What does Tyler say science can do to any proof for God’s
existence that is developed from philosophy, and what
evidence does he use to support his claim?
2.
What does it mean that “before the universe existed, it
was nothing?”
3.
What can we learn from philosophy about what is
required for things to exist?
4.
Even though his Theory of Relativity had predicted that
the universe was expanding, why didn’t Einstein want to
believe it?
5.
What were the contributions of: a) Fr. Georges Lemaitre,
and b) Edwin Hubbl, in convincing Albert Einstein that the
universe was expanding and had a beginning?
Name:
Date:
27
Period:
6.
What is some of the other evidence for the Big Bang that science has discovered?
7.
Even though most physicists believe that the universe started with the Big Bang,
why don’t all of them?
8.
What do these other physicists think are better explanations for the existence of
our universe, and what evidence do they use to support this?
9.
How do the beliefs of these scientists in speculative theories about the origin of
the universe compare to Einstein’s belief in the steady state theory?
10.
What is the BVG Theorem, and what does it suggest about these speculative
theories of the universe?
11.
What is the significance of Dr. Vilenkin’s statement, “Inflation without a
beginning is impossible?”
Class Discussion Questions
1.
What do you think of the claim that philosophy can prove there must be an
eternally-existing being outside of the universe? Why?
2.
Why do you think some scientists reject the evidence for the Big Bang, but accept
the speculative competing theories?
3.
What is the real significance of the BVG Theorem to science and faith?
4.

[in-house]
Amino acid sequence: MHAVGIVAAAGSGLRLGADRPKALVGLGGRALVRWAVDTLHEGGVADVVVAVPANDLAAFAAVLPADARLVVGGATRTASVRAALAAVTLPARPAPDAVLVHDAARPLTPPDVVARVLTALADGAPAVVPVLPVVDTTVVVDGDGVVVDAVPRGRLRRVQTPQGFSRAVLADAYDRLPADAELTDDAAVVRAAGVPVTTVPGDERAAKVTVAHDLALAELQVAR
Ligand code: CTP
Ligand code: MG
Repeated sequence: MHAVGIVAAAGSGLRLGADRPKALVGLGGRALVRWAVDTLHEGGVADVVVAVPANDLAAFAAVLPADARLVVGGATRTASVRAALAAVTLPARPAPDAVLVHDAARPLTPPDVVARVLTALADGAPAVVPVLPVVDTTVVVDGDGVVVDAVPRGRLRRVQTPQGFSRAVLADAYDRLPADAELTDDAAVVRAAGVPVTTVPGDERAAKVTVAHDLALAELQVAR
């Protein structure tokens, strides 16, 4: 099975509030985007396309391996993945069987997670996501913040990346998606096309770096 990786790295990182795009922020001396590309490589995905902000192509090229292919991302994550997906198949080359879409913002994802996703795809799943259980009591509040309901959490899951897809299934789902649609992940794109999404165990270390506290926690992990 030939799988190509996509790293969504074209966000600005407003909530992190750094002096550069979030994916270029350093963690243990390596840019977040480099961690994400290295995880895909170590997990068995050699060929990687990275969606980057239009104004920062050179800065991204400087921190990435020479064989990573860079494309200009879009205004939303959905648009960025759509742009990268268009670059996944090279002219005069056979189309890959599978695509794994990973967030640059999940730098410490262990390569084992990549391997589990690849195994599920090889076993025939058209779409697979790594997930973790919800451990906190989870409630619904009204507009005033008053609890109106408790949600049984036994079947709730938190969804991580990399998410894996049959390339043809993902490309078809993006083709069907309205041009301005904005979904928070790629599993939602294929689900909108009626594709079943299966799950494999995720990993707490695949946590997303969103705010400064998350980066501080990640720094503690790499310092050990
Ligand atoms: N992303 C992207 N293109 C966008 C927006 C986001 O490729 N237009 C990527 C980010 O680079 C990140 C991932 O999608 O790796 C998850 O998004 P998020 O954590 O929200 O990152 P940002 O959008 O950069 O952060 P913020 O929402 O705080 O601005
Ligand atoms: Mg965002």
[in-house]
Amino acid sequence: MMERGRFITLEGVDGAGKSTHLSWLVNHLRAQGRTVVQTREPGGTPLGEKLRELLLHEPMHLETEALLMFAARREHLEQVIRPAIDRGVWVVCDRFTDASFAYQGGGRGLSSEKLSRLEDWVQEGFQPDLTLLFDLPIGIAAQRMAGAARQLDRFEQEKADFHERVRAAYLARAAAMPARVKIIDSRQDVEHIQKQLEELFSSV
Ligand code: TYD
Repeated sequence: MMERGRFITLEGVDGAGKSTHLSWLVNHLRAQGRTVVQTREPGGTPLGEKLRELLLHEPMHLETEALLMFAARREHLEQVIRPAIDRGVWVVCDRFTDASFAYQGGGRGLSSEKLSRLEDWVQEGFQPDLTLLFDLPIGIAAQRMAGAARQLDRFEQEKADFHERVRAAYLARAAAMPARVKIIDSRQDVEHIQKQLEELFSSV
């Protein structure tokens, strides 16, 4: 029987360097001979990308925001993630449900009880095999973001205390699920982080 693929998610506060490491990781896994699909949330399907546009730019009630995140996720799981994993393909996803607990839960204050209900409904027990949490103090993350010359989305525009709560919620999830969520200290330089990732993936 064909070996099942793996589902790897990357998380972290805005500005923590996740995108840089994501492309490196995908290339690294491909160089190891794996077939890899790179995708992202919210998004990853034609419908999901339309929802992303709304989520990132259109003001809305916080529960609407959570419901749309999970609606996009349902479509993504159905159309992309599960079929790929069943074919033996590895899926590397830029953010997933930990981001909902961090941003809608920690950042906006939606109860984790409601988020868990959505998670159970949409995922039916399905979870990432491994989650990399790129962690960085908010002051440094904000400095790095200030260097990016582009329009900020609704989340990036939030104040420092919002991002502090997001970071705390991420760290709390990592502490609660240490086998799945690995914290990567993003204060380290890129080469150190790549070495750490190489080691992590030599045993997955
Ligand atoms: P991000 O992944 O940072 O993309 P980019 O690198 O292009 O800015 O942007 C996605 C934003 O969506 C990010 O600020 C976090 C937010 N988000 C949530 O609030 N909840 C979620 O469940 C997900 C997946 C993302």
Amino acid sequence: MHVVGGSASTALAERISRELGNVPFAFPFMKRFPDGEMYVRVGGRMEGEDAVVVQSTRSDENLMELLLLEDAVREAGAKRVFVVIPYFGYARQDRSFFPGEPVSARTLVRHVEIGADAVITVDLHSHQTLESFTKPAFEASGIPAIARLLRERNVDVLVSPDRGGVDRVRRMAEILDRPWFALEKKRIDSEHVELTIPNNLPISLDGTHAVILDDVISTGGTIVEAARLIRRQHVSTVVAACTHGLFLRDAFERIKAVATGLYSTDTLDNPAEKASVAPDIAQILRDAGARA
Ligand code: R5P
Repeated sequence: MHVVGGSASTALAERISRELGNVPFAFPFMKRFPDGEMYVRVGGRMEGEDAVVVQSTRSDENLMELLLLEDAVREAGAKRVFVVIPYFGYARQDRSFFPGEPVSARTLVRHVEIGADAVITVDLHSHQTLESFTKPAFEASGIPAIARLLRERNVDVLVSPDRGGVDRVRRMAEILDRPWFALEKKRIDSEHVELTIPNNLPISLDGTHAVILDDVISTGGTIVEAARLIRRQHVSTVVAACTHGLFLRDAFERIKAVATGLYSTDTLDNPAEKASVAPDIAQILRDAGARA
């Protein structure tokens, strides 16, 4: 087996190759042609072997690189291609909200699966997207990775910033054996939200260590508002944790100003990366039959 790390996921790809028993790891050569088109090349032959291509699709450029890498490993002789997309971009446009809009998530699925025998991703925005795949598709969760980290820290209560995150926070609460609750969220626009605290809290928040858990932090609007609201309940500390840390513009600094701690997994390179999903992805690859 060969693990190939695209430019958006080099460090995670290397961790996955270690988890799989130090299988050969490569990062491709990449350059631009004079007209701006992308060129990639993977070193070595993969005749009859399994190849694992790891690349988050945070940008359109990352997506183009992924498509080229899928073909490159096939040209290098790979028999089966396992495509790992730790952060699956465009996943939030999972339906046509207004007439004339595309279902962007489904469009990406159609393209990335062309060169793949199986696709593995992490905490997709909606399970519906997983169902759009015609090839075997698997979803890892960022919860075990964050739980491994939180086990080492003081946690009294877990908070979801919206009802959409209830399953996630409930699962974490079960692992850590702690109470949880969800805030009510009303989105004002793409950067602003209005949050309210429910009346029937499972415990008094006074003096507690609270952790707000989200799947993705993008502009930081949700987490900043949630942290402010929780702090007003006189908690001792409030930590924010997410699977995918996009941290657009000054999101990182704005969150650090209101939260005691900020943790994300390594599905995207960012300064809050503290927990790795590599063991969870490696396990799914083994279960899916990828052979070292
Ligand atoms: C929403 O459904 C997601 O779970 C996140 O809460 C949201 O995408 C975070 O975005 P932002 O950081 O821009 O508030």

Have you ever been biased as some modern physicists are, not accepting
evidence that is verifiable while holding onto beliefs that are not? What did it
take (or would it take) for you to finally accept the evidence in the way Einstein
did?
Closing Prayer
Dear God, through science, you have given us the ability to learn that our universe had a beginning and that it could not have made itself, meaning that it was created. May we always
be open to truth, whether it comes from science or philosophy, but most of all because it
comes from you. Amen.
28
Handout 2b
What Caused Aristotle to
Consider an Uncaused Cause?
Directions: Read the following,
and complete the activity below.
Think about this: Aristotle
(382-322 B.C.) argued that
everything that begins to exist
must have a cause and that, ultimately, there must be a first,
or uncaused, cause. Aristotle
reasoned that this first cause
was the creator of the universe.
How did he do this? He considered what would happen if
you did not have a first cause
(which would have to be uncaused). What would be the
case if you didn’t have a first
cause that would be uncaused?
You would have to have an endless regression of causes, one causing the next, causing the next, causing the next forever.
But he showed that even with this infinite regression, none of them
could be real unless at least one of them had been uncaused. Why?
Because something can’t come from nothing.1
In a similar logical proof for God’s existence, Aristotle argues that
1 An
example: Imagine an infinite regression of causes going backwards forever.
Now notice that each one of these causes is actually nothing until it is caused by
something. No matter how far back you go, all the causes are nothing because all of
their causes are nothing without something real -- already existing -- to cause them.
So Aristotle concluded this “something real which already exists” must be something which does not need a cause in order to be real. This is what he called his “uncaused cause” which he shows must be the first cause -- the creator.
Name:
Date:
29
Period:
there must be an unmoved mover. Like a series of dominos that cause one another
to fall, there had to be something other than the dominos themselves causing them
to start falling, such as a gentle push on the first one.
Assignment: Think of an everyday example of either of these “proofs”—uncaused
cause or unmoved mover—and describe or illustrate it below. Be ready to share it
with the class.
30
Handout 2c
Vilenkin’s Response to Hawking:
The Worst Birthday Present Ever
Students may wonder why some physicists such as Stephen Hawking
or Richard Dawkins do not talk about the evidence for creation from